After recording five albums of original songs with Nick Lowe as producer, Elvis Costello elected to work with Geoff Emerick for 1982’s Imperial Bedroom. Emerick had previously worked with The Beatles, and Imperial Bedroom recalls the layered pop craft of The Beatles’ later 1960s albums. Steve Nieve is also an important architect of the album’s Sound, notably his over the top orchestral arrangement on ‘…And In Every Home’. Costello tried a lot of different musical approaches over the first decade of his career, but this is my favourite fit for him. The detailed approach fits his sophisticated writing, but it’s organic enough not to overwhelm the emotional undertow in his voice.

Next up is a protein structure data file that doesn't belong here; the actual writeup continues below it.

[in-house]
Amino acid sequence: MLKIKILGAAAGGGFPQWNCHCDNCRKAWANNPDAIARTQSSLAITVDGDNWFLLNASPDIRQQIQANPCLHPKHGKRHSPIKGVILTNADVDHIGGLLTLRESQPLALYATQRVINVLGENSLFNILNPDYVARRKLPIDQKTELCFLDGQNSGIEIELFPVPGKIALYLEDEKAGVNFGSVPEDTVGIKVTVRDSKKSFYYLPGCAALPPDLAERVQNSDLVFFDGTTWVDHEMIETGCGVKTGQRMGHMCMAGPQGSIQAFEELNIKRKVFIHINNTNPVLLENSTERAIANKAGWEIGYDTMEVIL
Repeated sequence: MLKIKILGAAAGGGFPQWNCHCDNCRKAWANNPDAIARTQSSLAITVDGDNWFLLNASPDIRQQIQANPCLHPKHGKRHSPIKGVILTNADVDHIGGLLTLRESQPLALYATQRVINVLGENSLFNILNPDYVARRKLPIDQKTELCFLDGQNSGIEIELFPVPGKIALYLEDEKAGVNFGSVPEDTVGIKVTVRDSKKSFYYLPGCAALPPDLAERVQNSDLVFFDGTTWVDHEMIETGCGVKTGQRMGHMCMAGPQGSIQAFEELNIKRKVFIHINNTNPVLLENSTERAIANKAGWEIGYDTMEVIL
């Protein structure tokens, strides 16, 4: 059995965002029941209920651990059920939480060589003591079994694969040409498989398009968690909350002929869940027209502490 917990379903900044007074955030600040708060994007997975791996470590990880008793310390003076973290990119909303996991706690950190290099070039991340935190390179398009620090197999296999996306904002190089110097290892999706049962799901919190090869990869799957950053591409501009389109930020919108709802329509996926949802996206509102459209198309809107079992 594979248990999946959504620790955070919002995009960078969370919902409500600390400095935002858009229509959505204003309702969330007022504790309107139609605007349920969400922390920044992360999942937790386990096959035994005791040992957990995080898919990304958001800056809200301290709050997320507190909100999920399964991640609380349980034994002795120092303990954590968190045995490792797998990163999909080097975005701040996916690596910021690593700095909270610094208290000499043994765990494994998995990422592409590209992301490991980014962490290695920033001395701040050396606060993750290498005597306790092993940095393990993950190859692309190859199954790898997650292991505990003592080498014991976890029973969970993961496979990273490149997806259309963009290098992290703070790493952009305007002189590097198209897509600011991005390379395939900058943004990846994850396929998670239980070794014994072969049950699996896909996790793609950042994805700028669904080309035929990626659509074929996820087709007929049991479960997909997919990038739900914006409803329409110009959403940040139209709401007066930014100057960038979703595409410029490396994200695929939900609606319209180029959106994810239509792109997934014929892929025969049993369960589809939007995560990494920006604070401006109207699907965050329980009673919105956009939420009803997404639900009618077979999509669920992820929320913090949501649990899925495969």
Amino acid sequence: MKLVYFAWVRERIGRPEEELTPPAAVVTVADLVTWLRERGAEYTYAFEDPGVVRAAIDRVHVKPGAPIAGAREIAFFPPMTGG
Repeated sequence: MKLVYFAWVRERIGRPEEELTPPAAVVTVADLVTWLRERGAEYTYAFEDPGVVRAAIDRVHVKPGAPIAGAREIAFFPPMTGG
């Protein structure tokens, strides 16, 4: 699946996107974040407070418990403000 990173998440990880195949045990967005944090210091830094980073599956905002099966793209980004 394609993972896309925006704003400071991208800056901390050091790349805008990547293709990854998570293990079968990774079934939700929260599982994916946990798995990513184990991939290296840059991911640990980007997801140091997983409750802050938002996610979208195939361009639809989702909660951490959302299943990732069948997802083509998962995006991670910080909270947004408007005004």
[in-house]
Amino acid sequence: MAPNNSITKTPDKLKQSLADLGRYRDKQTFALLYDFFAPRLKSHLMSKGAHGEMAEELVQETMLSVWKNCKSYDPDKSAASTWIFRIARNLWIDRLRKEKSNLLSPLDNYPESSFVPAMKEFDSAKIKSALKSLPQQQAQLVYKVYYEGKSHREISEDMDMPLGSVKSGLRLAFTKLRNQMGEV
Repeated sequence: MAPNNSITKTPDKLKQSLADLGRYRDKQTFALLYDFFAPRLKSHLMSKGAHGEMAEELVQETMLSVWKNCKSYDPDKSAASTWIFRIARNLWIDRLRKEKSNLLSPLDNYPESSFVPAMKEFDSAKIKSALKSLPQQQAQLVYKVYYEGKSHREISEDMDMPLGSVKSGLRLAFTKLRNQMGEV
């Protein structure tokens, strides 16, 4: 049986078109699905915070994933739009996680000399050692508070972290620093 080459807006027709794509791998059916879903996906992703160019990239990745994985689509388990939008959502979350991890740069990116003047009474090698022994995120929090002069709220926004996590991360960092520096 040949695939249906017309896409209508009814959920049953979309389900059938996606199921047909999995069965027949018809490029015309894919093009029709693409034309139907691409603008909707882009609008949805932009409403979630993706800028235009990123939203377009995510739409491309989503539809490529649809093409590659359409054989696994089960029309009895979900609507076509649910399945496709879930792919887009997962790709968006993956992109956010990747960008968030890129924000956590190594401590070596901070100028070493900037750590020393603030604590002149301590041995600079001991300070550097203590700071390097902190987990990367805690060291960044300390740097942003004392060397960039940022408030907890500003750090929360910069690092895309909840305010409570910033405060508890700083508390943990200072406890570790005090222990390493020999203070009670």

But Imperial Bedroom also boasts my favourite set of Costello songs – the great production and arrangements do elevate some of the minor material to greatness, but there are plenty of great songs here as well. Opener ‘Beyond Belief’ is verbose and urgent, while ‘A Long Honeymoon’ saunters with its accordion accompaniment. ‘You Little Fool’ uses a harpsichord, while ‘Man Out Of Time’ is the obvious centrepiece with its dramatic introduction, and it feels like a sequel to ‘You’ll Never Be A Man’ from Trust. ‘Pidgin English’ is perhaps a minor song, but the “neurotic erotica” line is one of the album’s most memorable moments.
Imperial Bedroom is Elvis Costello’s finest moment, where his literate, complex songs were given the most befitting treatment.